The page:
After a private meeting with billionaire investor Warren Buffett in Omaha, Neb., former President Barack Obama arrived in California’s Silicon Valley on Sunday for meetings with tech leaders.
There were no public comments made by either Obama or the leaders he met with, as at least one news account dubbed the meetings part of the “shadow presidency.”
Former President Barack Obama is in the Bay Area this morning and keeping a low-profile. https://t.co/lPPhsHg5bd
— ABC7 News (@abc7newsbayarea) March 13, 2017
Even prior to the end of Obama’s presidency, there were expectations that Obama would be a frequent visitor to the region.
“I would be surprised if he did not spend a significant amount of his post-presidency time and effort connecting the resources and ideas and capabilities that he has learned about in Silicon Valley with the kinds of causes that he will choose,” said Reid Hoffman, executive chairman and co-founder of LinkedIn.
However, since the inauguration of President Donald Trump, Obama is reported to be at the center of the effort to oppose Trump’s presidency.
Conservative talk show host Rush Limbaugh has accused Obama and the Democratic Party of “attempting to sabotage the Trump presidency and do everything they can to either render it meaningless and ineffective or to get him impeached or force him to resign.”
Rep. Mike Kelly, R-Pa., added to that notion last week when he disparaged Obama’s motives for remaining in Washington after his presidency.
“President Obama himself said he was going to stay in Washington until his daughter graduated. I think we ought to pitch in to let him go someplace else, because he is only there for one purpose and one purpose only, and that is to run a shadow government that is going to totally upset the new agenda. It just doesn’t make sense,” Kelly said last week.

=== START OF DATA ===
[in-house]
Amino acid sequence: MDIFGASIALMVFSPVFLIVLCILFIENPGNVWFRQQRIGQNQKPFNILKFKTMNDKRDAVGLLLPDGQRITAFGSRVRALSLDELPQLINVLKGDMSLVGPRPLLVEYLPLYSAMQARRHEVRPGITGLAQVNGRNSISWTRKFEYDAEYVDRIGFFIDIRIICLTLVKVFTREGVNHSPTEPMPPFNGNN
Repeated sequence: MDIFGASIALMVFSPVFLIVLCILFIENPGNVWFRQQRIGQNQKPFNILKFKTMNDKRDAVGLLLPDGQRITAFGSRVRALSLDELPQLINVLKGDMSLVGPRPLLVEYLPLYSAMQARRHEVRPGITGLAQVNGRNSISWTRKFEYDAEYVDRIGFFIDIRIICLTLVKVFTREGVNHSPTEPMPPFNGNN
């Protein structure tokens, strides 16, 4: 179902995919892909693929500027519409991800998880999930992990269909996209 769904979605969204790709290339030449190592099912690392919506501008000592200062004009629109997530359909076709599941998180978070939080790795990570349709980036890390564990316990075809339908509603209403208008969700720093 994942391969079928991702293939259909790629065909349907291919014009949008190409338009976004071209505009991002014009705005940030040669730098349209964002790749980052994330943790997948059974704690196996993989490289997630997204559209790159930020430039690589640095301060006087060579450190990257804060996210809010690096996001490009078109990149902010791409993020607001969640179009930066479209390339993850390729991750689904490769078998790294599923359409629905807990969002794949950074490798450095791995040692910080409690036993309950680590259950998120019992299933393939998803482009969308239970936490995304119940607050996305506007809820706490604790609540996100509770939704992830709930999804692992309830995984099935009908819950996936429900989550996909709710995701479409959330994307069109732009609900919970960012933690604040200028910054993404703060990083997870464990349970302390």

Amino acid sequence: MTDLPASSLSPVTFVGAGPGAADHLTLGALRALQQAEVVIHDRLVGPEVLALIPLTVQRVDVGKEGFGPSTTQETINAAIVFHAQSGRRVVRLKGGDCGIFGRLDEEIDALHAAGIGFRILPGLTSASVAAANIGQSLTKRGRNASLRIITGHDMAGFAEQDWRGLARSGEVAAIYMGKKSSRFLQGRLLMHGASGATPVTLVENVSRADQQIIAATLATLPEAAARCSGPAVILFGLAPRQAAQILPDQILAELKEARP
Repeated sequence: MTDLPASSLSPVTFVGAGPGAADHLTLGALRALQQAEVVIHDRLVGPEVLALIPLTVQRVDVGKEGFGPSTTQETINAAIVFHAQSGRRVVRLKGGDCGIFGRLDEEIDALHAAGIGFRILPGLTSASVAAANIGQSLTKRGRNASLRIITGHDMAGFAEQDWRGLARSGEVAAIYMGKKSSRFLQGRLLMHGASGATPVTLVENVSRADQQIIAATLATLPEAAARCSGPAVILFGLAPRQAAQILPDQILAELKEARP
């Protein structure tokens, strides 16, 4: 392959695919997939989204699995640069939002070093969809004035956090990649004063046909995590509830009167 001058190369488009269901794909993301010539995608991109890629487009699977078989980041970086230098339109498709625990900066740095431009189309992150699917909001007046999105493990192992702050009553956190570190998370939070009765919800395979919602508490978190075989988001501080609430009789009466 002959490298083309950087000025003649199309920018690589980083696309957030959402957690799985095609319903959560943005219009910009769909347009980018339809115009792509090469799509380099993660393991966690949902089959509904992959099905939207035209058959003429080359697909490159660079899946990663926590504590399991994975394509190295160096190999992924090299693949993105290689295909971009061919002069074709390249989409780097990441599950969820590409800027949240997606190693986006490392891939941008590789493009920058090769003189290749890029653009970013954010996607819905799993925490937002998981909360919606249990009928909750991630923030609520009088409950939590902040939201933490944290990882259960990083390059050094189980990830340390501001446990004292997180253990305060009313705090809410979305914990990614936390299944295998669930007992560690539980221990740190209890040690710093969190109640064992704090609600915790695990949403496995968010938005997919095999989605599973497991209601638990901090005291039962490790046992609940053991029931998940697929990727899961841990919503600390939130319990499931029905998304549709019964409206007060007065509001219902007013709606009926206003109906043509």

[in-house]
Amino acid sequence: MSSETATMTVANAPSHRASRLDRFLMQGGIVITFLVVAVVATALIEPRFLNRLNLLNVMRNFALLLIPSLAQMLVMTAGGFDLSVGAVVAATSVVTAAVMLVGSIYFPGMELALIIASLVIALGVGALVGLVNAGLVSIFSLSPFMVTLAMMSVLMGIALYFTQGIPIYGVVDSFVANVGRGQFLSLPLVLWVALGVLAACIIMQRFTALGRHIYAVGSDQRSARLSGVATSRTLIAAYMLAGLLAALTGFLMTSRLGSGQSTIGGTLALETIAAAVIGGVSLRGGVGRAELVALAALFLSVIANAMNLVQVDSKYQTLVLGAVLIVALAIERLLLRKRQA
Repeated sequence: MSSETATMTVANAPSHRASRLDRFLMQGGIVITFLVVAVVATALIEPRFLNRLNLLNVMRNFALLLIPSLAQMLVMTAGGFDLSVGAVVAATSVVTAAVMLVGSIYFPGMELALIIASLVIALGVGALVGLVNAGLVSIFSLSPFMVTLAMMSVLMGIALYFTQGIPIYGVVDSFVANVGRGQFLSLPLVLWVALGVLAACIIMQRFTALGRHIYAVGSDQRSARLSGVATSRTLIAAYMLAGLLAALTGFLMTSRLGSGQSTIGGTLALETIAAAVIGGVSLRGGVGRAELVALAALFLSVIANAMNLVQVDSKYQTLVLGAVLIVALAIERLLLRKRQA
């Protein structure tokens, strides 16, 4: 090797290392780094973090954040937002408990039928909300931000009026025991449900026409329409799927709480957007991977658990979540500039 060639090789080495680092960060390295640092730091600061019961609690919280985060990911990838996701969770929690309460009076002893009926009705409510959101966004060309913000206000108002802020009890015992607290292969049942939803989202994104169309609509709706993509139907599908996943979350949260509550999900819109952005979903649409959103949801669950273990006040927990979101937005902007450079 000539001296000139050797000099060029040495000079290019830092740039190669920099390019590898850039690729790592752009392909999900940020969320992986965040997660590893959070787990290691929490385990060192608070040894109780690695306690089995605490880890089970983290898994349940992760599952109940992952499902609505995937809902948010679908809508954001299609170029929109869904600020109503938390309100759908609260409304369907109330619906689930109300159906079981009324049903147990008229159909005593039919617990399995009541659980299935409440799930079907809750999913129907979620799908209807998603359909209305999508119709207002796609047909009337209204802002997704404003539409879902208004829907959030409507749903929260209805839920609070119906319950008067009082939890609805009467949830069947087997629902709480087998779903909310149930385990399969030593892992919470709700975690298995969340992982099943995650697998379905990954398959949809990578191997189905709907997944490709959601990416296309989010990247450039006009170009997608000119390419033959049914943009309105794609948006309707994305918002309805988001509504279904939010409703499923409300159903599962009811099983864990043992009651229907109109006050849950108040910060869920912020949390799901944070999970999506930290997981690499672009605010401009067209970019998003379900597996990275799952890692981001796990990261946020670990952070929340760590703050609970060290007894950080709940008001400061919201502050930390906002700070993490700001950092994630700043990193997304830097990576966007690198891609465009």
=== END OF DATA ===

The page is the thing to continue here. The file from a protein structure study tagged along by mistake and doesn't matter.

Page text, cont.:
Silicon Valley appears to be an obvious place to organize a resistance, as it has already been a stronghold of opposition to Trump’s temporary ban on immigration.
“… you’ve already seen leaders in the technology industry, from New York and San Francisco … really standing up for the issues they believe in,” said Julie Samuels, executive director of Tech:NYC, a coalition of tech startups and companies that sent a letter to Trump opposing his immigration order. “And I think that’s really notable. You just haven’t seen business leaders from other industries reacting the same way.”
White House press secretary Sean Spicer on Friday noted that resistance from Obama-era employees is something with which the Trump White House must cope.
“I think that there’s no question when you have eight years of one party in office, that there are people who stay in government who are affiliated with and continue to espouse the agenda of the previous administration,” Spicer said.
He continued, “I don’t think it should come as any surprise that there are people that burrowed into government during eight years of the last administration and may have believed in that agenda and want to continue to seek it.”
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